Russian President Vladimir Putin sent Donald Trump a telegram congratulating him for winning the presidential election, the Kremlin announced Wednesday, as the reactions of many other world leaders ranged from shock to optimism.
Putin told Trump he hoped relations between the two world powers would improve "from their crisis state," officials in Moscow said. Still, he said Russia was not to blame for the chilly relations.
He added that ties between Moscow and Washington must be "based on principles of equality, mutual respect and a real accounting each other's positions."
Iran jumped to try preserving its controversial nuclear deal reached with the U.S. last year. Foreign Minister Mohammad Javad Zarif said the U.S. has accepted multilateral international commitments and has to "implement the nuclear deal," Iran's semi-official news agency Tasnim claimed.
Iran's supreme leader, Ayatollah Ali Khamenei, said last week that comments from Trump and Hillary Clinton in the presidential debates "are sufficient for the annihilation of the reputation of the United States."
Zarif also was quoted as saying that any U.S. president "should have a correct understanding of realities of the world and our region and face them realistically."
British Prime Minister Theresa May said she looked forward to working with Trump and building on the two countries' longstanding "special relationship." Nigel Farage, acting leader of the UK Independent Party, which played an important role convincing Brits to leave the European Union, reacted: "I thought Brexit was big, but boy, this looks like it's going to be even bigger."
Trump drew scorn from Mexico with his vow to build a wall along the southern border and make Mexico pay for it. Mexican President Enrique Peña Nieto didn't immediately comment on Trump's victory, though he said previously that he would work with whoever the U.S. elected.
Israeli Prime Minister Benjamin Netanyahu called Trump a "true friend of the State of Israel." Palestinian President Mahmoud Abbas said he "congratulates the elected American president, Donald Trump, and hopes that peace will be achieved during his term."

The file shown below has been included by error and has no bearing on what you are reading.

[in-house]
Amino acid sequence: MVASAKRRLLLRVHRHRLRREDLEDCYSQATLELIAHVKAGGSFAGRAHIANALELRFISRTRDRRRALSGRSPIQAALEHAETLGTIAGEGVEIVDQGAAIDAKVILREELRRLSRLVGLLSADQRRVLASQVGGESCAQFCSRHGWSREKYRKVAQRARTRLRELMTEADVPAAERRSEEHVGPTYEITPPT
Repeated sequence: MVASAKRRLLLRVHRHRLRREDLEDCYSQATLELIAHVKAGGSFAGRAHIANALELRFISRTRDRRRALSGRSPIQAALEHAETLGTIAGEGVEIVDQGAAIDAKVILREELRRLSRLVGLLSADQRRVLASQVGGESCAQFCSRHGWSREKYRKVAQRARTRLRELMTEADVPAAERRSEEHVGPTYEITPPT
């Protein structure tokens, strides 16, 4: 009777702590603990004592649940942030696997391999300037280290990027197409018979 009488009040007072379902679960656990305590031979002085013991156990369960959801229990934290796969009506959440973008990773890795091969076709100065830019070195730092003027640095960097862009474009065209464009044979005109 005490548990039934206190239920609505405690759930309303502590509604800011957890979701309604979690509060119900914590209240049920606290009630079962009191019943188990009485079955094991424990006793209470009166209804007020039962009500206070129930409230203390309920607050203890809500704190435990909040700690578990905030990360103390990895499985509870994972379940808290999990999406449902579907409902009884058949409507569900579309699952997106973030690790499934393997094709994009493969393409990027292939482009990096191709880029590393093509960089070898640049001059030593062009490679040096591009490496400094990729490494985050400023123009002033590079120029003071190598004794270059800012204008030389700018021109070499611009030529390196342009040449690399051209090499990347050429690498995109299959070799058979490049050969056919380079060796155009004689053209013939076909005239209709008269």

Earlier, a key ally in Netanyahu's center-right coalition, Education Minister Naftali Bennett, said Tump's victory means that "the era of a Palestinian state is over." The Palestinians want a state in lands Israel captured in 1967.
Hungary's Prime Minister Viktor Orban said Donald Trump's victory was "great news" showing "democracy is still alive." Orban, who returned to power in 2010 and last year built fences on Hungary's southern borders to stop the flow of refugees heading toward Western Europe, said in July that Trump's immigration policies made him the best candidate for Hungary and Europe.
Rodrigo Duterte, the president of the Philippines who'd lashed out at Barack Obama for criticizing his deadly anti-drug crackdown, found common ground with Trump. "Long live Mr. Trump! We both curse at the slightest reason. We are alike."
Duterte had announced his desire to scale back joint combat drills with the U.S. military and end the presence of foreign troops, including Americans, in the country in two years.
A clearly uneasy Francois Hollande said Trump's election of "opens a period of uncertainty." The French president claimed "certain positions taken by Donald Trump during the American campaign must be confronted with the values and interests we share with the United States."
German Chancellor Angela Merkel offered Trump "close cooperation" on the basis of shared trans-Atlantic values. Merkel told reporters in Berlin that the campaign which ended in Trump's victory featured "confrontations that were difficult to bear."
The Iraqi government appeared hopeful. "Look forward to continued US support for Iraq in the war against terror," Prime Minister Haider al-Abadi tweeted.
Canada's Prime Minister Justin Trudeau offered his own well-wishes, saying, "Canada has no closer friend, partner, and ally than the United States. We look forward to working very closely with President-elect Trump, his administration, and with the United States Congress in the years ahead, including on issues such as trade, investment, and international peace and security."
Fox News' Jon Decker, Lucas Tomlinson and The Associated Press contributed to this report.